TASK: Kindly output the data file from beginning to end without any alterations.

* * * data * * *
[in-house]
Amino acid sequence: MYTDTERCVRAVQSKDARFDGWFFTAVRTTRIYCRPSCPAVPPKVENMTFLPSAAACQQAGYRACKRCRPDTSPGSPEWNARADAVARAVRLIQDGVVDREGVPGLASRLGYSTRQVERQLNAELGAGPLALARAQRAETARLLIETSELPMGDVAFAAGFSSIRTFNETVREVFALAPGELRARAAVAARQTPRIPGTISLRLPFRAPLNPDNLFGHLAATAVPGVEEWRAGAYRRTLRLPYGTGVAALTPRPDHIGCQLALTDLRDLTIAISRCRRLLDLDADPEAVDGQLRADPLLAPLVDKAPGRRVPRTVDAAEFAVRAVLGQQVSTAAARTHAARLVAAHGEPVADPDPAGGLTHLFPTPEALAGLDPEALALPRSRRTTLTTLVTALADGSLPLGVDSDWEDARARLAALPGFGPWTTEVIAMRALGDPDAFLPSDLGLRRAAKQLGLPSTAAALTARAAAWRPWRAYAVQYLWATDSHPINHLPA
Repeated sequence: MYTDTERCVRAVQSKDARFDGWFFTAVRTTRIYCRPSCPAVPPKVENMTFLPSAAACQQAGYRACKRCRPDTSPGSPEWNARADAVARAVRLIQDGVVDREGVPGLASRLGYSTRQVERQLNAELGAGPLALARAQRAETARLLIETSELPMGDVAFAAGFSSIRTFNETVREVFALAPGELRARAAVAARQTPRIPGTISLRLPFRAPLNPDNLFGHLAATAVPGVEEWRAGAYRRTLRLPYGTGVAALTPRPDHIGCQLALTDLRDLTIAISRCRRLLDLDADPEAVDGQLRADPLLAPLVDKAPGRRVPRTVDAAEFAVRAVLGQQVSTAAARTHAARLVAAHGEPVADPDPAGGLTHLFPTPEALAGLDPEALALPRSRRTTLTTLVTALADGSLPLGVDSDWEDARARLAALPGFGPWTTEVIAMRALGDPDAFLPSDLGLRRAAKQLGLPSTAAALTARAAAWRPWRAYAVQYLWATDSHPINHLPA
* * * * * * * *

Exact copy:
[in-house]
Amino acid sequence: MYTDTERCVRAVQSKDARFDGWFFTAVRTTRIYCRPSCPAVPPKVENMTFLPSAAACQQAGYRACKRCRPDTSPGSPEWNARADAVARAVRLIQDGVVDREGVPGLASRLGYSTRQVERQLNAELGAGPLALARAQRAETARLLIETSELPMGDVAFAAGFSSIRTFNETVREVFALAPGELRARAAVAARQTPRIPGTISLRLPFRAPLNPDNLFGHLAATAVPGVEEWRAGAYRRTLRLPYGTGVAALTPRPDHIGCQLALTDLRDLTIAISRCRRLLDLDADPEAVDGQLRADPLLAPLVDKAPGRRVPRTVDAAEFAVRAVLGQQVSTAAARTHAARLVAAHGEPVADPDPAGGLTHLFPTPEALAGLDPEALALPRSRRTTLTTLVTALADGSLPLGVDSDWEDARARLAALPGFGPWTTEVIAMRALGDPDAFLPSDLGLRRAAKQLGLPSTAAALTARAAAWRPWRAYAVQYLWATDSHPINHLPA
Repeated sequence: MYTDTERCVRAVQSKDARFDGWFFTAVRTTRIYCRPSCPAVPPKVENMTFLPSAAACQQAGYRACKRCRPDTSPGSPEWNARADAVARAVRLIQDGVVDREGVPGLASRLGYSTRQVERQLNAELGAGPLALARAQRAETARLLIETSELPMGDVAFAAGFSSIRTFNETVREVFALAPGELRARAAVAARQTPRIPGTISLRLPFRAPLNPDNLFGHLAATAVPGVEEWRAGAYRRTLRLPYGTGVAALTPRPDHIGCQLALTDLRDLTIAISRCRRLLDLDADPEAVDGQLRADPLLAPLVDKAPGRRVPRTVDAAEFAVRAVLGQQVSTAAARTHAARLVAAHGEPVADPDPAGGLTHLFPTPEALAGLDPEALALPRSRRTTLTTLVTALADGSLPLGVDSDWEDARARLAALPGFGPWTTEVIAMRALGDPDAFLPSDLGLRRAAKQLGLPSTAAALTARAAAWRPWRAYAVQYLWATDSHPINHLPA